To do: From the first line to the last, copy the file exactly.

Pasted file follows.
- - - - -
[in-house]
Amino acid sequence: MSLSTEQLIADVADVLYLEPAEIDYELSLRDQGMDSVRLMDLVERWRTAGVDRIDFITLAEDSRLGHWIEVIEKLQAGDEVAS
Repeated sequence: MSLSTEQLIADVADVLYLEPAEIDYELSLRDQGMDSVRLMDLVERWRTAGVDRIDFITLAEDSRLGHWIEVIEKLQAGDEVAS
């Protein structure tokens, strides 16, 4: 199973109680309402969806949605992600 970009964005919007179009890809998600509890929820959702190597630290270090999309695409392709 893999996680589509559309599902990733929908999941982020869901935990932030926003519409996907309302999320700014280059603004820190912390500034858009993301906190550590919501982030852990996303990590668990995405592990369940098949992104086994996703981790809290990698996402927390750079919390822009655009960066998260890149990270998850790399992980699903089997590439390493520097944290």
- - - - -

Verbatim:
[in-house]
Amino acid sequence: MSLSTEQLIADVADVLYLEPAEIDYELSLRDQGMDSVRLMDLVERWRTAGVDRIDFITLAEDSRLGHWIEVIEKLQAGDEVAS
Repeated sequence: MSLSTEQLIADVADVLYLEPAEIDYELSLRDQGMDSVRLMDLVERWRTAGVDRIDFITLAEDSRLGHWIEVIEKLQAGDEVAS
């Protein structure tokens, strides 16, 4: 199973109680309402969806949605992600 970009964005919007179009890809998600509890929820959702190597630290270090999309695409392709 893999996680589509559309599902990733929908999941982020869901935990932030926003519409996907309302999320700014280059603004820190912390500034858009993301906190550590919501982030852990996303990590668990995405592990369940098949992104086994996703981790809290990698996402927390750079919390822009655009960066998260890149990270998850790399992980699903089997590439390493520097944290």